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Famous Robots and the Rise of Speech Technology

 

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It’s no coincidence that the list of 100 greatest robot movies of all time consists mainly of movies during or after the 1950’s—the start of speech recognition.

Before the invention of Audrey, the first speech recognition system that only understood numbers, robots were mainly portrayed in films and comics as villains who hardly ever spoke (mostly due to the silent film era). Films like Flash Gordon (1936), The Phantom Creeps (1939), and Mysterious Doctor Satan (1940) all played upon the classic motif of evil robots programmed to kill or destroy.

After speech recognition took off in the ‘60s-‘70s, both businesses and the creative media jumped aboard the ever-moving train of this state-of-the-art technology. The invention of Audrey, Harpy, and other quickly-evolving speech recognition hardware sparked a paradigm shift in the way robots were portrayed in TV shows, literature, films and comics. Almost immediately, artificial intelligence became widely viewed as helpers and allies of the human race.

From Enemies to Allies

Perhaps the most well-known of such robots was C-3PO from Star Wars (1977). Not only could his character talk with fluctuations that emulate human speech, he also understood conversational speech and carried out commands as they were given—even with a bit of humor. He existed to assist humans, as were the other robots in the Star Wars universe. C-3PO created a lasting impression of the ‘assistant robot’ that is reminiscent of Siri and other humorous speech-recognizing artificial intelligence today. C-3PO’s antics and ability to learn truly reflected the growth in speech recognition in the late ‘70s and early ‘80s. Once tied down by a limited vocabulary bank, speech recognition hit a gold mine when developers switched to a different algorithm, known as the hidden Markov model, which allowed the speech recognition technology to accept and record new sounds as words. The hidden Markov model opened up new doorways for primitive speech technology, making speech recognition a limitless stride. This advancement greatly impacted the way writers and artists portrayed artificial intelligence thereafter.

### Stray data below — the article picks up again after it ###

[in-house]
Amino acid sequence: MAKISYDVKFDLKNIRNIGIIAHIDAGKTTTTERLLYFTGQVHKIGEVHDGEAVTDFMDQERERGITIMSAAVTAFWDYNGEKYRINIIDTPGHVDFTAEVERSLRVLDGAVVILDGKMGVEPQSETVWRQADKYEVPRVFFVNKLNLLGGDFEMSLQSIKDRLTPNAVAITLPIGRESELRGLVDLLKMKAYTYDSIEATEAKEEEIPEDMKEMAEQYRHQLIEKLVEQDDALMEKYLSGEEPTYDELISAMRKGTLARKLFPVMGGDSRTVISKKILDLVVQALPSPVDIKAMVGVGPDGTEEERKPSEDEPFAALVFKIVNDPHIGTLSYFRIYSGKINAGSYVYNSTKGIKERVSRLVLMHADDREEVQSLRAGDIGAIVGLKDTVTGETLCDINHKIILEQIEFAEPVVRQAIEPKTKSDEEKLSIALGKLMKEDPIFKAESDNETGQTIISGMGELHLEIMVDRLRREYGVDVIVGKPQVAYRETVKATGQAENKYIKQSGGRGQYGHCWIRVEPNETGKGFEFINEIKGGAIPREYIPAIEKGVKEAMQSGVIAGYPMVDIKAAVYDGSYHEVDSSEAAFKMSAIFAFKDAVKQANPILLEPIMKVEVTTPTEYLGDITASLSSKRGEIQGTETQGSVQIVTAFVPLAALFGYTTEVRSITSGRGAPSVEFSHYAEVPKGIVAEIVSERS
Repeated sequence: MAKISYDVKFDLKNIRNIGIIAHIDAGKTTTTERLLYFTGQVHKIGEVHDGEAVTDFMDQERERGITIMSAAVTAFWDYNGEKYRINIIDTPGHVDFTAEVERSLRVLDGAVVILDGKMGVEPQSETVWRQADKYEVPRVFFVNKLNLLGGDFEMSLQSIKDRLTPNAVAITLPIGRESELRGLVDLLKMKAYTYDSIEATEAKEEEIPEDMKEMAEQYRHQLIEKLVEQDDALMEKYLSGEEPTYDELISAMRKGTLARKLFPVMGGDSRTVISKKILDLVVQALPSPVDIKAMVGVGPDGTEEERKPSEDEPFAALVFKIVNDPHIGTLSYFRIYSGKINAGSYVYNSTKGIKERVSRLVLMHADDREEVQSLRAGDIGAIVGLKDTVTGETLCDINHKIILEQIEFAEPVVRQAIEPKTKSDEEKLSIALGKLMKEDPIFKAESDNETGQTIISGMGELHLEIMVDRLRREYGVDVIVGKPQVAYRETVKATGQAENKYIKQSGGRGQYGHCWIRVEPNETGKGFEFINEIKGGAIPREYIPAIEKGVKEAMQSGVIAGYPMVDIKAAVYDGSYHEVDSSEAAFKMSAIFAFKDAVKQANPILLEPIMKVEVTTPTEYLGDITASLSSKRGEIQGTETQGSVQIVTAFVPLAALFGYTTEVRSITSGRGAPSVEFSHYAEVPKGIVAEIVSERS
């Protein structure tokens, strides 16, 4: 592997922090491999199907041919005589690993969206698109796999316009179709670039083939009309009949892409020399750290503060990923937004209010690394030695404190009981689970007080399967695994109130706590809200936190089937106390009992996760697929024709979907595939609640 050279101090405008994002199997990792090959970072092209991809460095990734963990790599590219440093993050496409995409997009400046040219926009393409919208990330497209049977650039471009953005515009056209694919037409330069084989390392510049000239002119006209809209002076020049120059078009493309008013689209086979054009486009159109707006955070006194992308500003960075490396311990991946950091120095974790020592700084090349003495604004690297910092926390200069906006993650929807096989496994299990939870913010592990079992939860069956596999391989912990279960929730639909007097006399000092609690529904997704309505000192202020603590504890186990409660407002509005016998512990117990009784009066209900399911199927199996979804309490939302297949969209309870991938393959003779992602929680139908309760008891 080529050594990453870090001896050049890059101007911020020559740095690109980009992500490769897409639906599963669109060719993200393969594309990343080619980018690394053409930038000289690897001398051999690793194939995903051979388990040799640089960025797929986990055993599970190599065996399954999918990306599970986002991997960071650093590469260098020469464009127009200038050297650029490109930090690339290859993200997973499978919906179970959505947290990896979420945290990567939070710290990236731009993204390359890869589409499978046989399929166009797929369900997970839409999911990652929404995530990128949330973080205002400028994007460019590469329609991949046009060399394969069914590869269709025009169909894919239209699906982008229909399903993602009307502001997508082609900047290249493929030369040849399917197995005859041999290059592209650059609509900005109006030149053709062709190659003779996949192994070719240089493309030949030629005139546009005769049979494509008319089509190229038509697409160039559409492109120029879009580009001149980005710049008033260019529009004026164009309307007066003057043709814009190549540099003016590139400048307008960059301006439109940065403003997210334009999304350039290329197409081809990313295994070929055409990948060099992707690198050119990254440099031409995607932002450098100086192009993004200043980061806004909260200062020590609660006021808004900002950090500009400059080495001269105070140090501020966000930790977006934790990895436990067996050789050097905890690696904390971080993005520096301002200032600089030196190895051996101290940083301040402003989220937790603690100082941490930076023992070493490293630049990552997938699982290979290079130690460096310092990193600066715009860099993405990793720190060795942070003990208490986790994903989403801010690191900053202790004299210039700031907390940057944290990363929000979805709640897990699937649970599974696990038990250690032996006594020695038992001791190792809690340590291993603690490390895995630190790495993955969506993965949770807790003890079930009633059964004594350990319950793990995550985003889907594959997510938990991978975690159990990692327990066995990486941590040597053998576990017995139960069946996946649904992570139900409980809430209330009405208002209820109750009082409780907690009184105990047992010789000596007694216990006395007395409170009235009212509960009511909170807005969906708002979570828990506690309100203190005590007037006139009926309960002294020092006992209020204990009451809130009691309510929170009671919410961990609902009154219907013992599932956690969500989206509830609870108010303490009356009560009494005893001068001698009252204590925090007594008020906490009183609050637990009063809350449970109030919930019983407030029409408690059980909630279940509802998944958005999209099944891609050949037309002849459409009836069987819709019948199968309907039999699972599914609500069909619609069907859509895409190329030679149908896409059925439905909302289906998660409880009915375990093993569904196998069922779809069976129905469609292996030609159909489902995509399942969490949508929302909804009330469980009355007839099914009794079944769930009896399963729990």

Similar to C-3PO was J.A.R.V.I.S. (or JARVIS) from the Iron Man (1968) comics. Jarvis was Tony Stark’s artificially intelligent sidekick, with impeccable speech recognition and critical thinking capabilities. Jarvis came about during the very age when speech recognition gained traction from the media due to its strong influence on the imagination. Jarvis took what little speech recognition could do in the ‘60s and annihilated its shortcomings. The invention of JARVIS tells us that although the technology was quite limited at the time, creative minds were still able to fill the gaps because they understood the potentials of speech recognition.

A Fear of Limitless Intelligence

With each real-life advancement in speech technology, media portrayals of artificial intelligence became a thousand times more exaggerated. One can say that as fast as technology was evolving, the imagination moved much faster. The fear of evil robots came back with a vengeance—even JARVIS couldn’t escape this tired motif! In Avengers: Age of Ultron, the AI that Stark created (known as Ultron) became its own sentient being, consuming JARVIS in its wake because it possessed its own evil will—separate from its master’s.

This motif continued for quite some time, although it had a different spin. Now, there’s a juxtaposition between sentient robots who are friendly and helpful—a tribute to our new perspective on technology—and sentient robots who are destructive—a remnant of our xenophobic past. This ‘good vs. evil’ motif fueled inspiration for AI comics like Transformers (1984) and films like The Terminator (1984), I, Robot (2004) and WALL-E (2008).

Where We Are Now

As voice recognition technology becomes more advanced and commonplace, we can expect to see at least one droid or AI system in every film that is set in modern day. It’s clear that voice recognition plays an integral part in our imaginative future. In fact, we believe that it is ingrained in our vision for tomorrow.

 


 

Image Credit: CC by SpankyNew

About the author: Anh Luu

Anh Luu is a copywriter at Zero Parallel.

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